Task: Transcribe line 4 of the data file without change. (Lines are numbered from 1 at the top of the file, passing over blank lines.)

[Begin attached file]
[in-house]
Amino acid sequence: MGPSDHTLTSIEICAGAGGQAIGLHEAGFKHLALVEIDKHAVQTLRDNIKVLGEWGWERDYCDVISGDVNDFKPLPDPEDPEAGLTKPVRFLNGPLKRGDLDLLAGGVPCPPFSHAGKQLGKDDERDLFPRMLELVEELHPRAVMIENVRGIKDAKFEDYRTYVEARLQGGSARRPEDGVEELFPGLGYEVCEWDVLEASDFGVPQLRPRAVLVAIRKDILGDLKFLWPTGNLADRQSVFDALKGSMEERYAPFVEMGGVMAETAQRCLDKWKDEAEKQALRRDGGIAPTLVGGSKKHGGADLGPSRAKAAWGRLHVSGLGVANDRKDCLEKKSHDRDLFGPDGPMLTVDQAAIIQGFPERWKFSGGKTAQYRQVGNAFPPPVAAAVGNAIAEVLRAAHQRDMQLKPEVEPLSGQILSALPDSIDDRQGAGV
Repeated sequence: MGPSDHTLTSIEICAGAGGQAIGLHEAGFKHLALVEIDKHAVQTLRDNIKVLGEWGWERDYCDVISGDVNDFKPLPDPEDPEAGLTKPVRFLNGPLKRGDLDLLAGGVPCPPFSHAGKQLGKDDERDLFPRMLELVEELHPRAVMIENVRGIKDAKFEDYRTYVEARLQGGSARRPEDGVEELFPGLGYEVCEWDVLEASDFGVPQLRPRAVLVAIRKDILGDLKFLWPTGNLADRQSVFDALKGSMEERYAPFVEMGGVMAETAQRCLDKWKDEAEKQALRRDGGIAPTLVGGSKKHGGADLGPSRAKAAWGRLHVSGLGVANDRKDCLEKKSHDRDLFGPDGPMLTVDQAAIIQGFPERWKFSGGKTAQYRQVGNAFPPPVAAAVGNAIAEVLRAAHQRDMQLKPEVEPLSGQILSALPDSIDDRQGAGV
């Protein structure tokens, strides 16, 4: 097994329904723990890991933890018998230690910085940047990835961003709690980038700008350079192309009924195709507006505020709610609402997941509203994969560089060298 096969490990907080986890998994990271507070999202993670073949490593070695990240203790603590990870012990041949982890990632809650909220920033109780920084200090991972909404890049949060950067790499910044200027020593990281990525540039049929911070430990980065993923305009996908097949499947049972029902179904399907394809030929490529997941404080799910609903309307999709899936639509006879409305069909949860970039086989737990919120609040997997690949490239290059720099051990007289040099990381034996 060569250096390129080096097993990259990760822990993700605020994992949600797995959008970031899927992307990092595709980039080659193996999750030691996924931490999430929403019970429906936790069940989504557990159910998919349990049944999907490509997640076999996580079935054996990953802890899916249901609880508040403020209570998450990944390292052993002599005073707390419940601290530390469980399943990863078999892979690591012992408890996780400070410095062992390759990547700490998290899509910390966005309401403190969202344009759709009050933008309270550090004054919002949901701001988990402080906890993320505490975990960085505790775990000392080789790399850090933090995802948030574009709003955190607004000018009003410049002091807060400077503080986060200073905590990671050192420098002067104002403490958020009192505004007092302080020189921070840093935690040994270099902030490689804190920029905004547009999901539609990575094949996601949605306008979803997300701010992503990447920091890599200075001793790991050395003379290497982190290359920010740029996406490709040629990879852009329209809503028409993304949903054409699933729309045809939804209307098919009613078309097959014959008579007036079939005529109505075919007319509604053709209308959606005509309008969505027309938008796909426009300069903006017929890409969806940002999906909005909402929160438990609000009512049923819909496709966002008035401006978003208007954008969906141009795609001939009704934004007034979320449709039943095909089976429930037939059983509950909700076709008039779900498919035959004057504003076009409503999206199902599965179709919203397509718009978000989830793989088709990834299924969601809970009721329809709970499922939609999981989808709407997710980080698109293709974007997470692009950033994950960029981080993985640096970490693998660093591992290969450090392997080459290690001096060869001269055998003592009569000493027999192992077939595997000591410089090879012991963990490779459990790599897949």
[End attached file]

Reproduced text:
């Protein structure tokens, strides 16, 4: 097994329904723990890991933890018998230690910085940047990835961003709690980038700008350079192309009924195709507006505020709610609402997941509203994969560089060298 096969490990907080986890998994990271507070999202993670073949490593070695990240203790603590990870012990041949982890990632809650909220920033109780920084200090991972909404890049949060950067790499910044200027020593990281990525540039049929911070430990980065993923305009996908097949499947049972029902179904399907394809030929490529997941404080799910609903309307999709899936639509006879409305069909949860970039086989737990919120609040997997690949490239290059720099051990007289040099990381034996 060569250096390129080096097993990259990760822990993700605020994992949600797995959008970031899927992307990092595709980039080659193996999750030691996924931490999430929403019970429906936790069940989504557990159910998919349990049944999907490509997640076999996580079935054996990953802890899916249901609880508040403020209570998450990944390292052993002599005073707390419940601290530390469980399943990863078999892979690591012992408890996780400070410095062992390759990547700490998290899509910390966005309401403190969202344009759709009050933008309270550090004054919002949901701001988990402080906890993320505490975990960085505790775990000392080789790399850090933090995802948030574009709003955190607004000018009003410049002091807060400077503080986060200073905590990671050192420098002067104002403490958020009192505004007092302080020189921070840093935690040994270099902030490689804190920029905004547009999901539609990575094949996601949605306008979803997300701010992503990447920091890599200075001793790991050395003379290497982190290359920010740029996406490709040629990879852009329209809503028409993304949903054409699933729309045809939804209307098919009613078309097959014959008579007036079939005529109505075919007319509604053709209308959606005509309008969505027309938008796909426009300069903006017929890409969806940002999906909005909402929160438990609000009512049923819909496709966002008035401006978003208007954008969906141009795609001939009704934004007034979320449709039943095909089976429930037939059983509950909700076709008039779900498919035959004057504003076009409503999206199902599965179709919203397509718009978000989830793989088709990834299924969601809970009721329809709970499922939609999981989808709407997710980080698109293709974007997470692009950033994950960029981080993985640096970490693998660093591992290969450090392997080459290690001096060869001269055998003592009569000493027999192992077939595997000591410089090879012991963990490779459990790599897949």